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17 Mar 2014
The New Zealand Festival welcomed the world to Wellington over 24 days (21 Feb – 16 Mar) of arts events across the city.
Festival Executive Director Sue Paterson said, “It’s been a wonderful festival and I thank all the staff, crew, volunteers and audiences for making it happen. The festival finishes tonight and final attendance numbers are still to be confirmed, but current ticket sales show the festival has issued over 114,000 tickets to audiences for over 300 performances. This is a slight increase on the 110,000 tickets issued in 2012. It’s a great result.”
Part of the success could be attributed to the Contact Season of Power Plant, one of the largest events in this year’s line-up, which saw over 22,000 people enjoy a night time adventure in the capital’s iconic Botanic Garden.
"Wellington is one of the best festival cities in the world. Part of what makes the New Zealand Festival so special is both its environment and the way that Wellingtonians and visitors embrace it."
Festival Executive Chair Kerry Prendergast said, “Wellington is one of the best festival cities in the world. Part of what makes the New Zealand Festival so special is both its environment and the way that Wellingtonians and visitors embrace it. Seeing the Botanic Garden transformed in such an extraordinary way and witnessing so many thousands enjoying this space was a personal highlight. Our new partner Contact Energy made this event possible and we must acknowledge our many Partners, Funders, Patrons and Friends for their support.”
In her first year as Artistic Director at the New Zealand Festival, following a six year directorship of the Perth Festival, Shelagh Magadza has championed community participation. The festival got off to a spectacular start with The Big Bang, partnered by TV3, which saw 200 children from South Auckland, Christchurch and the Wellington region join 300 members of the Wellington Community Choirs with Strike Percussion and Kora in a percussion extravaganza that wowed audiences in the capital’s Civic Square.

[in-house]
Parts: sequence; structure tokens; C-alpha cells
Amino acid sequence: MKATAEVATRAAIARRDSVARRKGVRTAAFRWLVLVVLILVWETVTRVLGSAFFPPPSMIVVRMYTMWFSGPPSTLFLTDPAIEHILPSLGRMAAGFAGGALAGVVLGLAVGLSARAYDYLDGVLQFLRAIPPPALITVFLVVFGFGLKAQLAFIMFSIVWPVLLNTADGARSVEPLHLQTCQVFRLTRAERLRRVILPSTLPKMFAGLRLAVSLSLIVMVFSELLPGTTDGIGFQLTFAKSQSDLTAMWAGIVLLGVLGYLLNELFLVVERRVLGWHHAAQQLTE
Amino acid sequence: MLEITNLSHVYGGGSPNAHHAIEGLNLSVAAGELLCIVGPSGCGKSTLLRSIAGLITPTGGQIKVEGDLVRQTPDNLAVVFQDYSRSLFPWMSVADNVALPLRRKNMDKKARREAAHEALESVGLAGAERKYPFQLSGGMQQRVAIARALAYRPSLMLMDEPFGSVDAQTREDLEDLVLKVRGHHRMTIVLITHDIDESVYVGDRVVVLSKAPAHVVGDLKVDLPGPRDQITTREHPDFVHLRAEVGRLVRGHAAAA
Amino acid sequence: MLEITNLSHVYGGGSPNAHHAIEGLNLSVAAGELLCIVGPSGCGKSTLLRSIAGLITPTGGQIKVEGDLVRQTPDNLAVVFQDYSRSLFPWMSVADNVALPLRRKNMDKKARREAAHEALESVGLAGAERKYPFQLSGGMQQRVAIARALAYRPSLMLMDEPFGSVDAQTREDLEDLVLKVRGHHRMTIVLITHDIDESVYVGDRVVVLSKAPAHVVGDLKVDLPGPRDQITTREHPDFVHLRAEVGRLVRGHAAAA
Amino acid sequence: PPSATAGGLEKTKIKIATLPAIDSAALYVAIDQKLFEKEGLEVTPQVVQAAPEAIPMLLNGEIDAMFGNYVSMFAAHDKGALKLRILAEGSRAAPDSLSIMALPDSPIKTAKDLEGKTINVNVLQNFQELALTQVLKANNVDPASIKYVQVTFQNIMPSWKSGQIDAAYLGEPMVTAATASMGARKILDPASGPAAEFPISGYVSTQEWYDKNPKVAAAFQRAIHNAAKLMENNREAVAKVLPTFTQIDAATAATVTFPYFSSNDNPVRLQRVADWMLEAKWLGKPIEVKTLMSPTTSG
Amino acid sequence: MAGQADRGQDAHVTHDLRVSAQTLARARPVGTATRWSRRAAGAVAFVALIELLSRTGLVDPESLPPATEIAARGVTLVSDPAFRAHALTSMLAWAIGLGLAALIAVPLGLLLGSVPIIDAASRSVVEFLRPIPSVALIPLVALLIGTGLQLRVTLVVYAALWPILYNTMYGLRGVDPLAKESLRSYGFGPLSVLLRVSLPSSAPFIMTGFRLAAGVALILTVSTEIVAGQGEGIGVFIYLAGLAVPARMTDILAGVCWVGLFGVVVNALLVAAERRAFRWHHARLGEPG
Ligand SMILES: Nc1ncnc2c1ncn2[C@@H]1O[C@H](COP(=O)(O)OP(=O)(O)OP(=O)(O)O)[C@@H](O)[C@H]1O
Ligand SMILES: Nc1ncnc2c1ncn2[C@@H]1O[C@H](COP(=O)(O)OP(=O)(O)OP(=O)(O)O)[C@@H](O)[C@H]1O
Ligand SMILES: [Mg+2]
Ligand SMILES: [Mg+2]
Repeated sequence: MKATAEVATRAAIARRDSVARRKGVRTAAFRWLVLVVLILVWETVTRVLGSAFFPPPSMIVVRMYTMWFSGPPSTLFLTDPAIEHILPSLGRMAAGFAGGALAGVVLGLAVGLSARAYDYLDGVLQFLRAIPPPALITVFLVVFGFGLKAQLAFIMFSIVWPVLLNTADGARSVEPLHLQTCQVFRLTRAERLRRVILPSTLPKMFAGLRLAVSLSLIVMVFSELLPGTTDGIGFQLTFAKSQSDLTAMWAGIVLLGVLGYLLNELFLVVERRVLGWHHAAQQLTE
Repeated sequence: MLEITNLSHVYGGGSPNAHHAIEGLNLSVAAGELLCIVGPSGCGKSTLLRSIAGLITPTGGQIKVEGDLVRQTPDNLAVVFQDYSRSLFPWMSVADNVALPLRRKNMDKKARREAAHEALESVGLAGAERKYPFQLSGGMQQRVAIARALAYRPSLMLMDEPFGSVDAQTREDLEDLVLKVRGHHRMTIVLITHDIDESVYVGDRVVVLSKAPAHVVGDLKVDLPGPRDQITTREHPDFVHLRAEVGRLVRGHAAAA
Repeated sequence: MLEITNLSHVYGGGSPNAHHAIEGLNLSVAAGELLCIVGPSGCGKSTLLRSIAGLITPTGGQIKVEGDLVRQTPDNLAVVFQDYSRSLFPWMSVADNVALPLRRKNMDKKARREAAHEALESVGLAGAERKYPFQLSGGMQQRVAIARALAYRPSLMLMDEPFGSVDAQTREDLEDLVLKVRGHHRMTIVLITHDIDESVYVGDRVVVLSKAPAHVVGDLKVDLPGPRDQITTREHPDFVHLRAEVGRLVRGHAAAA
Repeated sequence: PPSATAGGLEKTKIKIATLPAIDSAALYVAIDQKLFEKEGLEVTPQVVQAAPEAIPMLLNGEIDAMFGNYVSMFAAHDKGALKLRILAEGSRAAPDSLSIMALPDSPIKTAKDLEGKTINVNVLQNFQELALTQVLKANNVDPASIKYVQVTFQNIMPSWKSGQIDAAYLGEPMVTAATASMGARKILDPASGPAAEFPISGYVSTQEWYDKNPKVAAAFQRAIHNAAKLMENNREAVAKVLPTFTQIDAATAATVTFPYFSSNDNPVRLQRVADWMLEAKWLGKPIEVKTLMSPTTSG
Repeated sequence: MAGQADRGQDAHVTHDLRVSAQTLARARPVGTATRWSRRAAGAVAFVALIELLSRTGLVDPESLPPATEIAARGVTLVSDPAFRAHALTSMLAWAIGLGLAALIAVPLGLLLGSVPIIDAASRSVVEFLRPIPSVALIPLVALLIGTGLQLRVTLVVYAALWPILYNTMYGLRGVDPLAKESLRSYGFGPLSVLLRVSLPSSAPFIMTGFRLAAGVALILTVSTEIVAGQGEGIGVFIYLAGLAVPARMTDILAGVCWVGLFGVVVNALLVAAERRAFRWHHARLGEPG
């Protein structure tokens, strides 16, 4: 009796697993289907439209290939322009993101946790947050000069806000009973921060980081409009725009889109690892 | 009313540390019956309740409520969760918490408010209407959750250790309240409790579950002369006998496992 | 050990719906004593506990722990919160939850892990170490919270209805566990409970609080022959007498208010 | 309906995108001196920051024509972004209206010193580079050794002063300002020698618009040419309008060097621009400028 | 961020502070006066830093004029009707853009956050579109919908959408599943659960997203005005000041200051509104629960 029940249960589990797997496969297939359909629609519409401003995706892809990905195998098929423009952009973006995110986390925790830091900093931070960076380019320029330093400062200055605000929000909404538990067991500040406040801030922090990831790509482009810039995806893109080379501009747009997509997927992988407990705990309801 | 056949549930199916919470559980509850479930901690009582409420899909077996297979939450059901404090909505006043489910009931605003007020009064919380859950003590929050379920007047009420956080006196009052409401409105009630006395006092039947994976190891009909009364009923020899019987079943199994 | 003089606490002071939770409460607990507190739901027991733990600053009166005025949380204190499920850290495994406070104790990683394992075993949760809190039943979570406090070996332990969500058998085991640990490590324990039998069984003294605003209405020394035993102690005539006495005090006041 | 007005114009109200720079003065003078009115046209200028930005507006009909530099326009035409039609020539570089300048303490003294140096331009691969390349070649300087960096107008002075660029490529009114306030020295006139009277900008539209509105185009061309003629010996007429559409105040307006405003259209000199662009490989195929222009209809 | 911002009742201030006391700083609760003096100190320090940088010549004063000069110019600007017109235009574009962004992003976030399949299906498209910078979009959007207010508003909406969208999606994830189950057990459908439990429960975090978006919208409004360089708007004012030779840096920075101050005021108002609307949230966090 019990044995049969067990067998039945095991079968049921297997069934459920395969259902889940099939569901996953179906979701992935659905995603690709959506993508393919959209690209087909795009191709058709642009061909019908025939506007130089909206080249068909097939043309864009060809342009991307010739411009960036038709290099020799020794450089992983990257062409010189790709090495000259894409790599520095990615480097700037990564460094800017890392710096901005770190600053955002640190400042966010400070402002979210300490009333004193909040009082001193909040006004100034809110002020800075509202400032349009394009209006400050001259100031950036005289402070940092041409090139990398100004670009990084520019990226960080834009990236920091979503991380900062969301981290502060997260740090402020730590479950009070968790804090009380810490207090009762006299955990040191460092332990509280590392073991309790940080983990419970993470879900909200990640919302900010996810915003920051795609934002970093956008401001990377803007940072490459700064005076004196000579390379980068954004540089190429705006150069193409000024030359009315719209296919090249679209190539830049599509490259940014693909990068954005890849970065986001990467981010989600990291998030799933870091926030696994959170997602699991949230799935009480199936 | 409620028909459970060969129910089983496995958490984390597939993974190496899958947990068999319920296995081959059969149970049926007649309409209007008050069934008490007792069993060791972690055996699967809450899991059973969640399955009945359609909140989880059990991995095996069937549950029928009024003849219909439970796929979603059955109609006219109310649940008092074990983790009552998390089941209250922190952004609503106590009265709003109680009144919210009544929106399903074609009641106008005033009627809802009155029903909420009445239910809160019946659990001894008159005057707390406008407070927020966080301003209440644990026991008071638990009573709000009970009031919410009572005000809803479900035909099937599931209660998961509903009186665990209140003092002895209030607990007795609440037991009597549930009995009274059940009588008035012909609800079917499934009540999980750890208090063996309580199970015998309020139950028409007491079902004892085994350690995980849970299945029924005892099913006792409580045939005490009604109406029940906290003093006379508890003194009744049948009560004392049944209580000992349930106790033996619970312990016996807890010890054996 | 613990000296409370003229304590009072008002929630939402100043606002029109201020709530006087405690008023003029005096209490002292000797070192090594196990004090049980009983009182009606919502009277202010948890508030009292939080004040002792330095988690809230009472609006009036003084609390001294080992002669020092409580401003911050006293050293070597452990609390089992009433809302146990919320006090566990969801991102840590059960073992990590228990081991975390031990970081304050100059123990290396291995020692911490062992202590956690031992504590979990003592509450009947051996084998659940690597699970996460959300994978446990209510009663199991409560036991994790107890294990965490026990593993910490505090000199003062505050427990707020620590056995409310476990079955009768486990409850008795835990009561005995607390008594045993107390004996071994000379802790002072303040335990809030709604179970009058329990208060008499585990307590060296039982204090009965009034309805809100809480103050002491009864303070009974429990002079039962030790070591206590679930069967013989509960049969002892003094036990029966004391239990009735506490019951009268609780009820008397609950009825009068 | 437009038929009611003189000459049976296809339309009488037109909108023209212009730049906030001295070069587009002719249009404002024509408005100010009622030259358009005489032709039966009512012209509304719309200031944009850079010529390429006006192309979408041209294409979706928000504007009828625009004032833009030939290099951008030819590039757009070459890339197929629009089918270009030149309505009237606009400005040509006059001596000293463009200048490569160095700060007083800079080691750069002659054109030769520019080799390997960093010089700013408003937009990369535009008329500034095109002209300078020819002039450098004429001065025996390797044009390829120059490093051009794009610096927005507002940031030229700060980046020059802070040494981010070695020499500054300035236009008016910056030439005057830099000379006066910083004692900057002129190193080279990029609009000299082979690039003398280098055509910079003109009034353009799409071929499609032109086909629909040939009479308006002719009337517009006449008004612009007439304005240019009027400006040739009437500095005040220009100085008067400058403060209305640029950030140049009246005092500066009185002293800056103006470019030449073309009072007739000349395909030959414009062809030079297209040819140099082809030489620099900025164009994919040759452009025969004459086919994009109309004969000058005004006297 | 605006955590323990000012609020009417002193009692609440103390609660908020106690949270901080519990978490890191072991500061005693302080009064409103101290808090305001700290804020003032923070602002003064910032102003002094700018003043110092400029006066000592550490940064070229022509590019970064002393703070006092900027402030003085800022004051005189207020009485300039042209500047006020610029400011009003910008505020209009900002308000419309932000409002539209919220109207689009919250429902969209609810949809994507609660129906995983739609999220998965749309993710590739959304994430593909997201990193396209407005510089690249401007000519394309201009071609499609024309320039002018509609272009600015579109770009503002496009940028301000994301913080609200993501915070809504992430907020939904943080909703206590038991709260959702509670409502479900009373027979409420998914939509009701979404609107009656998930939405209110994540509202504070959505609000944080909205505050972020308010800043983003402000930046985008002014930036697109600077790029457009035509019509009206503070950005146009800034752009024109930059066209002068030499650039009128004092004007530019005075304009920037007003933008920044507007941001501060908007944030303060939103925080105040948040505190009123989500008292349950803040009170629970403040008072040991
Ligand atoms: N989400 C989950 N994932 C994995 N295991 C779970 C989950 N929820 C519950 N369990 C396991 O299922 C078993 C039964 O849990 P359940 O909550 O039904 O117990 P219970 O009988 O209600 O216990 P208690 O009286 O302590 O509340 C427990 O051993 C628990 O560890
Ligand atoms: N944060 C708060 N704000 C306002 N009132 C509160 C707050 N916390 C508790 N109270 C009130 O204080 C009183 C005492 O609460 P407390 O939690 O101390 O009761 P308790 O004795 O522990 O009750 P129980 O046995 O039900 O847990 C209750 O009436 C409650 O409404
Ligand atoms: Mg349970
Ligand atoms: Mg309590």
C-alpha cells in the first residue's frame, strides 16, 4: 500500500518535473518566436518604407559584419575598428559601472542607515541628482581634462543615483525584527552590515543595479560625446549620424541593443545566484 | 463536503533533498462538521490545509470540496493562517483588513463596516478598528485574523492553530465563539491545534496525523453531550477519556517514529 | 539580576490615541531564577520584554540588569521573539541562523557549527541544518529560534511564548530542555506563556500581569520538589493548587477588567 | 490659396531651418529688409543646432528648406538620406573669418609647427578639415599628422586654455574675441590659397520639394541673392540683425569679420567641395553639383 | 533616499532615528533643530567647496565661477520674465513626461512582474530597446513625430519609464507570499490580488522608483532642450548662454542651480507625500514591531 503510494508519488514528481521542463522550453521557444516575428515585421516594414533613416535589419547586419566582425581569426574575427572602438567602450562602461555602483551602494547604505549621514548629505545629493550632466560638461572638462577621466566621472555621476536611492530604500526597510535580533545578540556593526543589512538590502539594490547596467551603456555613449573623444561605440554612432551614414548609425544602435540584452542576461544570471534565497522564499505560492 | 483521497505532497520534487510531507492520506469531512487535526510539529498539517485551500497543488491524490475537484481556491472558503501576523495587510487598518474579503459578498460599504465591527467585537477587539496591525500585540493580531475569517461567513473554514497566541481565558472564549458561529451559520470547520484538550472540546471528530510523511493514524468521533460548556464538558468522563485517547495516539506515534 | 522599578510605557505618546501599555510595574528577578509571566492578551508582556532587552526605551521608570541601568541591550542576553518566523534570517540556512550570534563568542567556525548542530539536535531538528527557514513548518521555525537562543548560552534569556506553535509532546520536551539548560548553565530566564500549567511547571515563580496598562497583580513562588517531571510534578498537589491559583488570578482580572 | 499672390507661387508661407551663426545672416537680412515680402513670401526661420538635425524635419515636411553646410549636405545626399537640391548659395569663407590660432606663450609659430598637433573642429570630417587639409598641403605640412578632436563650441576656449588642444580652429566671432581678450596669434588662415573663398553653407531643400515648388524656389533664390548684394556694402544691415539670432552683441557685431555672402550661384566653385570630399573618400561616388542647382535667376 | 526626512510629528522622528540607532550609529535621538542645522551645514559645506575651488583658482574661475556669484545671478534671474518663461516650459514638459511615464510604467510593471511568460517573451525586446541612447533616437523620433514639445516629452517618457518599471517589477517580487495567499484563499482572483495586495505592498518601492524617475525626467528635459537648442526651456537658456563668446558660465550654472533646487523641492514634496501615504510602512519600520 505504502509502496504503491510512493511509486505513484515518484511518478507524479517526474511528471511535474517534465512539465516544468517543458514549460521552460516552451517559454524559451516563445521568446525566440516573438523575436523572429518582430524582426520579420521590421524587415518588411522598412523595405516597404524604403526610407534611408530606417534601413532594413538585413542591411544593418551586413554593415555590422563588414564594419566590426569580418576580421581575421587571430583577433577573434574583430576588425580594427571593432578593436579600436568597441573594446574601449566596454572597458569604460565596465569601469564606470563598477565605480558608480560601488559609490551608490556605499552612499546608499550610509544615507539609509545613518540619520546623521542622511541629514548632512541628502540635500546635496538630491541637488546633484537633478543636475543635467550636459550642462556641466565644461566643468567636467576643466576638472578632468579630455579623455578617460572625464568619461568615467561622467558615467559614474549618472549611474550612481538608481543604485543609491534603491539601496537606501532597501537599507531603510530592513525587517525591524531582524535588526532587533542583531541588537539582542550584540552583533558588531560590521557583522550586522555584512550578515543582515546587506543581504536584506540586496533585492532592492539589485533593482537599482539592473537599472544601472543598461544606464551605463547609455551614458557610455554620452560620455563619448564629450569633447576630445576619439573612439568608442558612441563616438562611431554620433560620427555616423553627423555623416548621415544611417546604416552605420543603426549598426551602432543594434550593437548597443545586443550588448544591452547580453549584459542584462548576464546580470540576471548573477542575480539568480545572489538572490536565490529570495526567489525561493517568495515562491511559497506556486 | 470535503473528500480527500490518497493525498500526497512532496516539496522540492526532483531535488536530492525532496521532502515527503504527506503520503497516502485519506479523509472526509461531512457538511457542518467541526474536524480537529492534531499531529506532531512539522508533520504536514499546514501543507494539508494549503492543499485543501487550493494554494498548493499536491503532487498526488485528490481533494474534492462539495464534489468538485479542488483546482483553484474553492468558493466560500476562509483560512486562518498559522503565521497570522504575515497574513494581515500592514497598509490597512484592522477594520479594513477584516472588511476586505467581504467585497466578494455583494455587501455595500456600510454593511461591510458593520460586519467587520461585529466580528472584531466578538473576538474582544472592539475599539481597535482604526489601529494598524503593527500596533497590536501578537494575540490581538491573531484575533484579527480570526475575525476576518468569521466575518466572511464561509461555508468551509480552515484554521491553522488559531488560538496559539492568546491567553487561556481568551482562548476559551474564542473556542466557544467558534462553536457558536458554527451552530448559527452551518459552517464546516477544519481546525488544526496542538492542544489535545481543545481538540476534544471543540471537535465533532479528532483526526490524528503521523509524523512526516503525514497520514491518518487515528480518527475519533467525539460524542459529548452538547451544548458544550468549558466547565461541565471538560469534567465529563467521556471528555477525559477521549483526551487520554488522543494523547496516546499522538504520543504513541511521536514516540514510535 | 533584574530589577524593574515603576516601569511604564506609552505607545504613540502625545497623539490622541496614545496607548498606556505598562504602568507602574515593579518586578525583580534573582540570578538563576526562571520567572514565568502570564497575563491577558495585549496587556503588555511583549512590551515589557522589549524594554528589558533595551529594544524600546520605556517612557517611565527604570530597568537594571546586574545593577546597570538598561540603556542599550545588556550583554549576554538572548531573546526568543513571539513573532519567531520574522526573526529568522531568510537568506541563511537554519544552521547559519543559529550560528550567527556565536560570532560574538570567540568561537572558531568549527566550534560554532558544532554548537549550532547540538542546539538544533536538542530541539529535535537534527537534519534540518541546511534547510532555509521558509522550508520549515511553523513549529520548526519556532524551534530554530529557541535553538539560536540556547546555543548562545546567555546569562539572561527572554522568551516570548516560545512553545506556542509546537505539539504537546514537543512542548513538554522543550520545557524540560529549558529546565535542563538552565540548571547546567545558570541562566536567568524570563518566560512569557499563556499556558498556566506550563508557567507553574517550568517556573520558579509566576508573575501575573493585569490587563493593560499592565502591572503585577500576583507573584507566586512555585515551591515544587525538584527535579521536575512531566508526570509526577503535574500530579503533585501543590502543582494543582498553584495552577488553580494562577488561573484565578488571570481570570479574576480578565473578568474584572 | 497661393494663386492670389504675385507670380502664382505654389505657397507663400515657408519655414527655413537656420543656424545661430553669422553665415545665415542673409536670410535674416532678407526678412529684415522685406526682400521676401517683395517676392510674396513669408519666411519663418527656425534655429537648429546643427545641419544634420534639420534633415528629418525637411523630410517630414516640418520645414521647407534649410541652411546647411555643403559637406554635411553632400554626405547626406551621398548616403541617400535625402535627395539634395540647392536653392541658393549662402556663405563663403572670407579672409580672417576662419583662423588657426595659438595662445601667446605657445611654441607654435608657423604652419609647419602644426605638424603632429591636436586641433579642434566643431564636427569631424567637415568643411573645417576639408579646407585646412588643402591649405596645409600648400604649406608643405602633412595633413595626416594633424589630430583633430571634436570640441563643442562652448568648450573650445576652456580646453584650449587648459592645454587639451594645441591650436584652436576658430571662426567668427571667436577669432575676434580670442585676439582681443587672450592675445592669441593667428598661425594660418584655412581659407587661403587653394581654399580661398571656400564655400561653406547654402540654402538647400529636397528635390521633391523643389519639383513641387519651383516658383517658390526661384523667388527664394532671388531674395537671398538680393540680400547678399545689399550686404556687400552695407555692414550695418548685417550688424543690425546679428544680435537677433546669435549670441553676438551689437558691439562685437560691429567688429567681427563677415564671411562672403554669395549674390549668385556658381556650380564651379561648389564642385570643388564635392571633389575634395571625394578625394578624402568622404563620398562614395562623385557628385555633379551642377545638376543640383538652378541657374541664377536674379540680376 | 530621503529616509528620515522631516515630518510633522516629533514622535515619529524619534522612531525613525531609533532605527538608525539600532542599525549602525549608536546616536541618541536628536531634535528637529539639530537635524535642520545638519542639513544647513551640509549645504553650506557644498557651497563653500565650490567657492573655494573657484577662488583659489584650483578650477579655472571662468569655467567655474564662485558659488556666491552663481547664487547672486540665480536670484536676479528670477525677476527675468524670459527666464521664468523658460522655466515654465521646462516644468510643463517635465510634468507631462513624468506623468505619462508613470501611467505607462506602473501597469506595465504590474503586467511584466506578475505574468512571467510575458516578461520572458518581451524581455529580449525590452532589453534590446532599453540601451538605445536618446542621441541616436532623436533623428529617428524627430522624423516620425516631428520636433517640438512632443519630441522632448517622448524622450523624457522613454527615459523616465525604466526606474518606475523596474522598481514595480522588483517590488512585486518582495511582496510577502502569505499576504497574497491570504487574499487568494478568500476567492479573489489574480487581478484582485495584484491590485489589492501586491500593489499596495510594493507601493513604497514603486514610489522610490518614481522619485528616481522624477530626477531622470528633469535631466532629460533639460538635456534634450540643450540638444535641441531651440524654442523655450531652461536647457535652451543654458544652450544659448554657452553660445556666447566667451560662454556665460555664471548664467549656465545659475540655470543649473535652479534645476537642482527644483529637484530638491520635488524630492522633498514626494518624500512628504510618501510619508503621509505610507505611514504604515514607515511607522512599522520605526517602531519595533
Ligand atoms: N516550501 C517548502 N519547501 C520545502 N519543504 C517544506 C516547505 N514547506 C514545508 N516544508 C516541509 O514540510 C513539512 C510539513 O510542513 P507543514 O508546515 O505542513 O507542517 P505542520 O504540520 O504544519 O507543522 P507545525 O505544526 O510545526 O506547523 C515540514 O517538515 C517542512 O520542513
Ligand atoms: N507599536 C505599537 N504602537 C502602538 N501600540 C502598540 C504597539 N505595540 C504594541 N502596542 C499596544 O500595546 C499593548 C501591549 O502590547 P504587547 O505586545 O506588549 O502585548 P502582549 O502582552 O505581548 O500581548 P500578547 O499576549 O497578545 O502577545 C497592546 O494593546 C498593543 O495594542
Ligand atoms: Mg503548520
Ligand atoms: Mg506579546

"The festival is about creating extraordinary experiences – for both audiences and performers."
Festival Artistic Director Shelagh Magadza said, “The festival is about creating extraordinary experiences – for both audiences and performers. We began the festival with a massive free event that put the incredible talent of both young people and local performers in our community in the spotlight. For everyone involved this will be an unforgettable night and the legacy of this project, which was spearheaded by Strike Percussion, will last for many years to come”.
The international programme continues to be at the core of the festival with 19 countries represented in the 2014 programme. The BBC’s Doctor Who Symphonic Spectacular featuring the New Zealand Symphony Orchestra pulled new audiences to the festival in an opening weekend line-up that included acclaimed seasons of the Weta Digital Season of Needles and Opium and the Wellington International Airport Season of Deca Dance.
As part of the festival's Writers Week Elizabeth Gilbert, Jung Chang and Marcus Chown headed a line-up of international talent, as well as local writers including our own Man Booker Prize-winner Eleanor Catton, author of The Luminaries.
There were six world premieres of New Zealand works, from sell-out concert commemorating the WWI centenary in Wellington Cathedral of St Paul, Requiem for the Fallen, to a new New Zealand work Age, by dance maker Ross McCormack which closed the festival tonight.